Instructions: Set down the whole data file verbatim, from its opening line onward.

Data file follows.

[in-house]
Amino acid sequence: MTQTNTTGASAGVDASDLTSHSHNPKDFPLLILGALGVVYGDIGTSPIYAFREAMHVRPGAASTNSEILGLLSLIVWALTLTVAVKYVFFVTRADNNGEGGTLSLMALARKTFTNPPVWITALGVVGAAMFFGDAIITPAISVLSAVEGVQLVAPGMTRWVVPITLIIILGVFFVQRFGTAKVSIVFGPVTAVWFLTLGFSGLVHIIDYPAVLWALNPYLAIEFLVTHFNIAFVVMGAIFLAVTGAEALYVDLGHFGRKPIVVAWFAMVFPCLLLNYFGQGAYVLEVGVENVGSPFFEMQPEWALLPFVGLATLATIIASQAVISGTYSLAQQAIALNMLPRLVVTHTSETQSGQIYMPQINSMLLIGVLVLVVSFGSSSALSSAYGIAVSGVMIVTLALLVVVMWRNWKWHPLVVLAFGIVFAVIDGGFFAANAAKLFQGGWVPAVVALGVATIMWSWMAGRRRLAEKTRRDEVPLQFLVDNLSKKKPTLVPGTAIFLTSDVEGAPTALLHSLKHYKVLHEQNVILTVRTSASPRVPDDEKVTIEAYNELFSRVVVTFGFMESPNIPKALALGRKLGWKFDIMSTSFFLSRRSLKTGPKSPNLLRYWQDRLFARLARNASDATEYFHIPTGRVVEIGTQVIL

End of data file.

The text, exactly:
[in-house]
Amino acid sequence: MTQTNTTGASAGVDASDLTSHSHNPKDFPLLILGALGVVYGDIGTSPIYAFREAMHVRPGAASTNSEILGLLSLIVWALTLTVAVKYVFFVTRADNNGEGGTLSLMALARKTFTNPPVWITALGVVGAAMFFGDAIITPAISVLSAVEGVQLVAPGMTRWVVPITLIIILGVFFVQRFGTAKVSIVFGPVTAVWFLTLGFSGLVHIIDYPAVLWALNPYLAIEFLVTHFNIAFVVMGAIFLAVTGAEALYVDLGHFGRKPIVVAWFAMVFPCLLLNYFGQGAYVLEVGVENVGSPFFEMQPEWALLPFVGLATLATIIASQAVISGTYSLAQQAIALNMLPRLVVTHTSETQSGQIYMPQINSMLLIGVLVLVVSFGSSSALSSAYGIAVSGVMIVTLALLVVVMWRNWKWHPLVVLAFGIVFAVIDGGFFAANAAKLFQGGWVPAVVALGVATIMWSWMAGRRRLAEKTRRDEVPLQFLVDNLSKKKPTLVPGTAIFLTSDVEGAPTALLHSLKHYKVLHEQNVILTVRTSASPRVPDDEKVTIEAYNELFSRVVVTFGFMESPNIPKALALGRKLGWKFDIMSTSFFLSRRSLKTGPKSPNLLRYWQDRLFARLARNASDATEYFHIPTGRVVEIGTQVIL